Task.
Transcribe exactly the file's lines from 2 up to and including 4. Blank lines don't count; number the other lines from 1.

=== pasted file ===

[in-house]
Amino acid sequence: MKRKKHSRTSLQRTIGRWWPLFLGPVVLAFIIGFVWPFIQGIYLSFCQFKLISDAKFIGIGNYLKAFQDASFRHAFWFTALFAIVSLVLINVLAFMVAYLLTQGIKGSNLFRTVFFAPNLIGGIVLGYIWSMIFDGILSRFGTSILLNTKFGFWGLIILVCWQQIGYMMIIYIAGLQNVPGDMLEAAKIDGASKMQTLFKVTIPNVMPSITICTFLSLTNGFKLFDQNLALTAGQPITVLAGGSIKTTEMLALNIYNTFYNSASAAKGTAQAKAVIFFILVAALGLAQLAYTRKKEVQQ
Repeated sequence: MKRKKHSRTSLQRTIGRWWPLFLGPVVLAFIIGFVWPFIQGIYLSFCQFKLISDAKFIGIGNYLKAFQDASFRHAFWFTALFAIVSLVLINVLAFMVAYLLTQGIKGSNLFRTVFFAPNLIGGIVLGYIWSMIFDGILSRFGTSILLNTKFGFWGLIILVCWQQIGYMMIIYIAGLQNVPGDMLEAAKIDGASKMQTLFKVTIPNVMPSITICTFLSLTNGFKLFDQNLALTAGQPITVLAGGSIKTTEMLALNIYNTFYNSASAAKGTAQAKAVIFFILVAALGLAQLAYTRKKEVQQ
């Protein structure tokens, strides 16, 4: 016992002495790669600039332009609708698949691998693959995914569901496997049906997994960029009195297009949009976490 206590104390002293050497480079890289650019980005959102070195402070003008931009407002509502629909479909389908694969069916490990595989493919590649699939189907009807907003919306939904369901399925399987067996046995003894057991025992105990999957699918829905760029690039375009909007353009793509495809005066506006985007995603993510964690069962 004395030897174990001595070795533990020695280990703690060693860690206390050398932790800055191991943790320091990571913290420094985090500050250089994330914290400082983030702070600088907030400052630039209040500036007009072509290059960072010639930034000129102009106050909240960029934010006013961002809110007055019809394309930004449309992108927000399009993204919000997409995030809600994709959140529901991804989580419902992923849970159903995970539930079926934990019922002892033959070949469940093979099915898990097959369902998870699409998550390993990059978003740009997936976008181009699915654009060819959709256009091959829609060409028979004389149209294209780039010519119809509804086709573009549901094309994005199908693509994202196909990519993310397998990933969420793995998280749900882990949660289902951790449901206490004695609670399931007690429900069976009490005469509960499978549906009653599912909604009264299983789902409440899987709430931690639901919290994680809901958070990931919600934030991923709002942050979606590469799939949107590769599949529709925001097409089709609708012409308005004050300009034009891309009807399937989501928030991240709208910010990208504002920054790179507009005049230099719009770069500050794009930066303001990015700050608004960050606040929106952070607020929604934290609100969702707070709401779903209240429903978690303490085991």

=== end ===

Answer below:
Amino acid sequence: MKRKKHSRTSLQRTIGRWWPLFLGPVVLAFIIGFVWPFIQGIYLSFCQFKLISDAKFIGIGNYLKAFQDASFRHAFWFTALFAIVSLVLINVLAFMVAYLLTQGIKGSNLFRTVFFAPNLIGGIVLGYIWSMIFDGILSRFGTSILLNTKFGFWGLIILVCWQQIGYMMIIYIAGLQNVPGDMLEAAKIDGASKMQTLFKVTIPNVMPSITICTFLSLTNGFKLFDQNLALTAGQPITVLAGGSIKTTEMLALNIYNTFYNSASAAKGTAQAKAVIFFILVAALGLAQLAYTRKKEVQQ
Repeated sequence: MKRKKHSRTSLQRTIGRWWPLFLGPVVLAFIIGFVWPFIQGIYLSFCQFKLISDAKFIGIGNYLKAFQDASFRHAFWFTALFAIVSLVLINVLAFMVAYLLTQGIKGSNLFRTVFFAPNLIGGIVLGYIWSMIFDGILSRFGTSILLNTKFGFWGLIILVCWQQIGYMMIIYIAGLQNVPGDMLEAAKIDGASKMQTLFKVTIPNVMPSITICTFLSLTNGFKLFDQNLALTAGQPITVLAGGSIKTTEMLALNIYNTFYNSASAAKGTAQAKAVIFFILVAALGLAQLAYTRKKEVQQ
């Protein structure tokens, strides 16, 4: 016992002495790669600039332009609708698949691998693959995914569901496997049906997994960029009195297009949009976490 206590104390002293050497480079890289650019980005959102070195402070003008931009407002509502629909479909389908694969069916490990595989493919590649699939189907009807907003919306939904369901399925399987067996046995003894057991025992105990999957699918829905760029690039375009909007353009793509495809005066506006985007995603993510964690069962 004395030897174990001595070795533990020695280990703690060693860690206390050398932790800055191991943790320091990571913290420094985090500050250089994330914290400082983030702070600088907030400052630039209040500036007009072509290059960072010639930034000129102009106050909240960029934010006013961002809110007055019809394309930004449309992108927000399009993204919000997409995030809600994709959140529901991804989580419902992923849970159903995970539930079926934990019922002892033959070949469940093979099915898990097959369902998870699409998550390993990059978003740009997936976008181009699915654009060819959709256009091959829609060409028979004389149209294209780039010519119809509804086709573009549901094309994005199908693509994202196909990519993310397998990933969420793995998280749900882990949660289902951790449901206490004695609670399931007690429900069976009490005469509960499978549906009653599912909604009264299983789902409440899987709430931690639901919290994680809901958070990931919600934030991923709002942050979606590469799939949107590769599949529709925001097409089709609708012409308005004050300009034009891309009807399937989501928030991240709208910010990208504002920054790179507009005049230099719009770069500050794009930066303001990015700050608004960050606040929106952070607020929604934290609100969702707070709401779903209240429903978690303490085991």